POINT PLEASANT — Everyone has a story though only a few literally write one.
Most know Hilda Austin as the director of the Mason County Area Chamber of Commerce. However, many more are discovering she’s also a published author.
Austin recently published her novel, “Grace’s Journey” which she describes as a story that takes place in the mid-1800’s, focusing on a young girl “thrust into a new world where people are generally considered to be backward or behind the times,” Austin said.
“There are no modern conveniences such as electricity, indoor plumbing, paved roads or telephones,” she added. “The girl is accepted into the new-found family and learns about all of the ways of living in the early rural setting.”
Ohio Valley Publishing recently asked Austin questions about the process of writing her novel and what she hopes readers take away from the experience. Who better to answer those questions than the author herself in her own words which appear below.
Why write the book?
“I wanted to ‘paint’ a picture of life from my parents’ early childhood and those ancestors before them for my granddaughters Chloe and Olivia. I wanted them to know about the basic goodness of people who were hard working, uncomplaining and about getting through their hardships. I wanted them to appreciate all of the luxuries we have today that we often take for granted.”
What was your favorite part about writing this book?
“My favorite part was the bringing out of memories and scenes that I had completely forgotten before actually writing them down. I also enjoyed creating the family members; their names, habits, quirks. These characters were waiting almost every day for me to get busy telling them what to do or say.”
What do you want readers to take away from your book?
“It would be great if they felt good after reading it. I want them to know they are privileged in this wonderful world we live in; that despite horrific tragedies around the globe and even personal sufferings, we are still blessed to have lived on this earth and that we humans are resilient and are able to re-create ourselves time after time.”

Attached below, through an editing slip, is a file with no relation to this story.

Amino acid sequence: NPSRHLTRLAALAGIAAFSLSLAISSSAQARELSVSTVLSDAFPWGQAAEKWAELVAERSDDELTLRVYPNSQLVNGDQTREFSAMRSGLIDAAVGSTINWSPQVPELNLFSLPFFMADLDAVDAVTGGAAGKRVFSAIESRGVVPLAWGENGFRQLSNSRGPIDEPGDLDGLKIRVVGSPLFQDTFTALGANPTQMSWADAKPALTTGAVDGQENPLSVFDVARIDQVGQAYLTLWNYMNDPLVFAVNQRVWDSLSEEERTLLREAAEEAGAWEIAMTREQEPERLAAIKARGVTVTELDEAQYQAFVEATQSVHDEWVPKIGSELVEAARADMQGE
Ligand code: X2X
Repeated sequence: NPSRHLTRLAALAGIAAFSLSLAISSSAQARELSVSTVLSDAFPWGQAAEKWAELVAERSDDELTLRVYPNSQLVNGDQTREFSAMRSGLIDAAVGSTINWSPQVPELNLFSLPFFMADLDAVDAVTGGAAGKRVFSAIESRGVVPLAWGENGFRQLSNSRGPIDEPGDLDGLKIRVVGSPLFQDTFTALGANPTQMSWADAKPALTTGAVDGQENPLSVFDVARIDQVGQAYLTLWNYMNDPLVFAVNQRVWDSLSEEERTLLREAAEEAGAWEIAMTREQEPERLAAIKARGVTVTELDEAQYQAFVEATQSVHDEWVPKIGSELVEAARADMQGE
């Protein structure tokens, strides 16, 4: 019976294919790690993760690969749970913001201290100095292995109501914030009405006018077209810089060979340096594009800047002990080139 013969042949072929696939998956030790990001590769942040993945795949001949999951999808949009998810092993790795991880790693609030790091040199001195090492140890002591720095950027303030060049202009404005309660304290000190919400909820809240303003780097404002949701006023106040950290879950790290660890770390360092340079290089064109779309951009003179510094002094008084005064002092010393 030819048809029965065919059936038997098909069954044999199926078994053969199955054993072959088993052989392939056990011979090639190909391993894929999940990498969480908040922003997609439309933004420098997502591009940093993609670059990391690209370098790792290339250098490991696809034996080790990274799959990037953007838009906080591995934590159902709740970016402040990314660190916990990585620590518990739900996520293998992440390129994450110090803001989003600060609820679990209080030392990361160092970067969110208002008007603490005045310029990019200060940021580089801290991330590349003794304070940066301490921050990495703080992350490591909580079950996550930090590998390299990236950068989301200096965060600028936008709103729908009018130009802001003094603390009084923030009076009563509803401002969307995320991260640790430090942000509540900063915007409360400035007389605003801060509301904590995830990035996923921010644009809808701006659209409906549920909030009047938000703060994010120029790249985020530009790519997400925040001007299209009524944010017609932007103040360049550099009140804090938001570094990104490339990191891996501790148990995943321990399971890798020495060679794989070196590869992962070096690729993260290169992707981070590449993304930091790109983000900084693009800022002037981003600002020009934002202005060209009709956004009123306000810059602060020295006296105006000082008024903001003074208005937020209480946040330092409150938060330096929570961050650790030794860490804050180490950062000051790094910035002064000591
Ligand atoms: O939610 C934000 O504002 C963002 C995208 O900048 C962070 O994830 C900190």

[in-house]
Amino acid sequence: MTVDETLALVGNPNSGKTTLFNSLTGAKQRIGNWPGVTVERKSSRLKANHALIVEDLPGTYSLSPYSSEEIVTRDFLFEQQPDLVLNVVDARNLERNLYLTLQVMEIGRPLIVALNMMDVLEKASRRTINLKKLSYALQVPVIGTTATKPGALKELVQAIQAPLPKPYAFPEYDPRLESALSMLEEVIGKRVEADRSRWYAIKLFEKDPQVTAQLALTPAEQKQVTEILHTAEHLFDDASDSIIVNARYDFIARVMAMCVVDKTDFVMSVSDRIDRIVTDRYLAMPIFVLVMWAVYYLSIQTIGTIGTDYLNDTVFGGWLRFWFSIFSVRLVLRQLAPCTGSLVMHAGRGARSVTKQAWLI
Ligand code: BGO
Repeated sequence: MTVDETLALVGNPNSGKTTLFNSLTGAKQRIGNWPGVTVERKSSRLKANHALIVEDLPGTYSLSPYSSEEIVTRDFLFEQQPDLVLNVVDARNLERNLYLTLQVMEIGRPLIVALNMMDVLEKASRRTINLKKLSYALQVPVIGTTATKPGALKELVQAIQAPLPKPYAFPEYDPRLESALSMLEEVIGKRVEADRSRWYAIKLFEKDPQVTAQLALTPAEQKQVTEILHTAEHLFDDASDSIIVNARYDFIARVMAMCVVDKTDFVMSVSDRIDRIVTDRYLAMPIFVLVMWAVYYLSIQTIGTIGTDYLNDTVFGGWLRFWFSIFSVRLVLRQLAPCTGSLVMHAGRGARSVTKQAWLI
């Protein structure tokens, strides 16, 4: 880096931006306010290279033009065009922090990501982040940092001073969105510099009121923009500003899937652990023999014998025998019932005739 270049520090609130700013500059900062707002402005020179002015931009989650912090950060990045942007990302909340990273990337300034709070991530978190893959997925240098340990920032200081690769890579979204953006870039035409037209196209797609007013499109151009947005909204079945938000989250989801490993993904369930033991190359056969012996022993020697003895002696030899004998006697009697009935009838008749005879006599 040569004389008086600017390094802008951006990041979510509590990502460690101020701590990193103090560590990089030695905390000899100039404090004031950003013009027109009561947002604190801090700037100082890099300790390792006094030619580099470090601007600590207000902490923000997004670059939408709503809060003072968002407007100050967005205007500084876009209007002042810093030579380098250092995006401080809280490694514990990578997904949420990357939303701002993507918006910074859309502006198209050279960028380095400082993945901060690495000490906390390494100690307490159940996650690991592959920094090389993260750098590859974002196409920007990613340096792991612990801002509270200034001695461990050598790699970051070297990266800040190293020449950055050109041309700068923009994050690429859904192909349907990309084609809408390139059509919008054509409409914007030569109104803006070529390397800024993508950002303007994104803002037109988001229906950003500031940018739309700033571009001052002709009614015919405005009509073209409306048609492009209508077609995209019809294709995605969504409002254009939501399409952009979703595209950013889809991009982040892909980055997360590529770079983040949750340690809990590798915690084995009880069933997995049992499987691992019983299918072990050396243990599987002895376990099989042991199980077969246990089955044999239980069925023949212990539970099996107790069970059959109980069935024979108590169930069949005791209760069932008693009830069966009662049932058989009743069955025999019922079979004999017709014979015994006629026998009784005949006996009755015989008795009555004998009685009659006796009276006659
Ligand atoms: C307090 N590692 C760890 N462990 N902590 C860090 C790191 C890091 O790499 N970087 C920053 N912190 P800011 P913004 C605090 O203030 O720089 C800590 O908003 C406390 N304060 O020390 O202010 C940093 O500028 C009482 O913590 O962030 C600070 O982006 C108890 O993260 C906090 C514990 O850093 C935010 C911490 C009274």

What was your biggest inspiration to write this book?
“My main inspiration were my granddaughters and God. When I felt unsure about writing, fearing it was a notion of a quirky old lady doing something out of her league, He would put a little teaser in front of me as His way of confirming that I should do this.”
Did you incorporate anything from your own life and experiences into this book?
“My dad, who was born in 1901, used to talk about rural living. When I was small, I went to hog butcherings with him. My mom had the task of preserving vegetables and caring for chickens; my dad made soap and chopped wood. I experienced getting up to cold wooden floors and steaming laundry hanging behind the coal and wood stoves. It was still a good life.”
What is something about you that most don’t know?
“You probably would never guess that I am basically a shy person. When I was eight to twelve years old, I would hide if we had visiting relatives or ‘company’ as we called it then. I would often hide in the woods so that my mother couldn’t find me! I’ve always been insecure about my everything; looks, personality, mixing with large groups of people. However, as I’ve grown older I’ve realized that all of us, myself included, have positive attributes. We all have something; a talent that’s unique to each of us. While I don’t need to apologize for not feeling confident early on, I wonder if I just might have been a successful writer back then instead of waiting until I was seventy-five years old to follow my dream?”
(Editor’s note: Austin began writing “Grace’s Jounrey” in October 2018 and finished it later that year. The novel can be purchased online at Amazon, Barnes & Noble or Books-A-Million. Austin also keeps copies at the Mason County Area Chamber of Commerce office on Main Street in Point Pleasant. Austin has written a total of three novels and is currently working on her fourth.)
Beth Sergent contributed to this article.